As long as societies have existed, women’s reproductive abilities have always given more importance than their productive abilities, which has resulted in a common misconception that all women are born to be mothers. Choosing to give birth is a privilege that includes having the resources and access to safe pregnancy and being in a healthy relationship. Not many women get to experience this.
Many times, motherhood is imposed; be it by an unwanted pregnancy, sexual abuse, teenage pregnancy, forced marriage, social pressure, and so on. Often, in the research on motherhood and its struggles, the intersection of class, caste, sexual orientation, and race, has been neglected. These intersections are the foundational bases of our social structure which deal with power dynamics and they cannot go unaddressed because mothers are critically affected by social, political, and economic structures.
As culture and public sector incentives have always been interlinked, it influences the formation of family policies and their execution. Such policies are majorly dependent on the social and cultural expectations of the role of women as mothers. Additionally, it affects the choices and options that women have as individuals and as mothers to create space for themselves.
Due to the lack of accessibility and availability of inclusive, gender sensitive policies that ensure equal, paid opportunities and health care programs for parents, especially mothers, families are left with no choice but to resort to the ‘one breadwinner’ model where usually women take up the caregiving needs.
We desperately need policymakers to invest in family-oriented schemes, maternity leaves, and affordable child care programs. These policies would enable us to destroy the systemic barriers to women’s equality and ultimately boost productivity and economic growth by increasing women’s, especially mothers’ participation in professional engagement after childbirth.
The glorification of the ‘multitasking supermom‘ trope must be called out as it is counterproductive. Mothers are now expected to have professional careers while performing the traditional caregiving needs with the same total absorption. This has only reaffirmed women’s role as primary caregivers.
Ultimately, it results in the under-representation of women in positions of power and authority. If we are trying to reinvent the roles of women in public and private spaces and promote powerful family virtues, then there should be equal distribution of responsibilities among genders. There should be work environments where employees (both male and female) shouldn’t be torn between work and family obligations, and genuinely supportive policies by organisations.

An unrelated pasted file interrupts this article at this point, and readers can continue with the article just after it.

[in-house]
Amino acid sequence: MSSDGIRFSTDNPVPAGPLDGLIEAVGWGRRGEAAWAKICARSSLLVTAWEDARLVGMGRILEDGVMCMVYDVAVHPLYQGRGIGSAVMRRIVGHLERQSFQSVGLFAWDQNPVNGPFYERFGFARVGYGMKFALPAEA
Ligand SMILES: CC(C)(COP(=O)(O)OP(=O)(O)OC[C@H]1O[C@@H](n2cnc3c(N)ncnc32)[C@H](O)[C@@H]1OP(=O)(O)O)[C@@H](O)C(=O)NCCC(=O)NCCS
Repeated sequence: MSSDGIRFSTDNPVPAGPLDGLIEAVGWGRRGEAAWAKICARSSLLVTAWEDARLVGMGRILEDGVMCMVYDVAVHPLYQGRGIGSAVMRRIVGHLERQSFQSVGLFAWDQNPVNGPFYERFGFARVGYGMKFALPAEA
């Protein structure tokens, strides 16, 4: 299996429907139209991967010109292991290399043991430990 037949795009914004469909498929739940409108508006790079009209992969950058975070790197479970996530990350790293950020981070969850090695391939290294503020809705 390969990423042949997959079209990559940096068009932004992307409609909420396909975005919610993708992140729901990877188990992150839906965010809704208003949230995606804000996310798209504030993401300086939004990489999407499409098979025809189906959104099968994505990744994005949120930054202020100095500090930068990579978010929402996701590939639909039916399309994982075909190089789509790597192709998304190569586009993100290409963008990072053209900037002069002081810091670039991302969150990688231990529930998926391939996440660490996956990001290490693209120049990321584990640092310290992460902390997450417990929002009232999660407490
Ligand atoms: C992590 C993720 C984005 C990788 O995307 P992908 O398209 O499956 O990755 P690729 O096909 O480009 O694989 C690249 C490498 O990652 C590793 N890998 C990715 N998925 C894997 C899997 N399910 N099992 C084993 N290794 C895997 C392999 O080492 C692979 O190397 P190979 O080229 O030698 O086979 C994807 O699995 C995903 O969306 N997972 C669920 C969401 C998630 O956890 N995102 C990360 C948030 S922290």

Women should not be pushed to decide their self worth based on the roles they play at home. We, as a society, need to start normalising mothers trying to rediscover themselves and take up more space. While motherhood is a place of joy and thrill for many, the structures defining it, have separated the roles for both, men and women.
We need to shift from the traditional understanding of ‘mothering‘, which has deliberately stereotyped mothers into all forgiving, ever present caregivers, thereby diminishing the role of the father and other family members, workplaces and the state in childcare and nurture. Ironically, despite the fact that mothering as a concept and mothers as a socio-cultural group are pedestalised and deified, in practice, mothering itself remains both culturally and politically gendered and undervalued.
1. Cole, E. R., Jayaratne, T. E., Cecchi, L. A., Feldbaum, M., & Petty, E. M. (2007). Vive la difference? Genetic explanations for perceived gender differences in nurturance. Sex Roles, 57(3–4), 211–222.Bowlby, J. (1996/1953)
2. Child care and the growth of love. London: Penguin Books
3. Damaske, S. (2013). Work, family, and accounts of mothers’ lives using discourse to navigate intensive mothering ideals. Sociology Compass, 7(6), 436–444
4. McClellan, E. (2007). The mass media and its depiction of mothers. Retrieved 4 July 2012
Samruddhi is currently a law student who is primarily interested in gender studies and psychology. In her free time, you would either find her napping, obsessing over dosa or making a cup of chai for herself. She may be found on Instagram
Featured Image: Ritika Banerjee for Feminism In India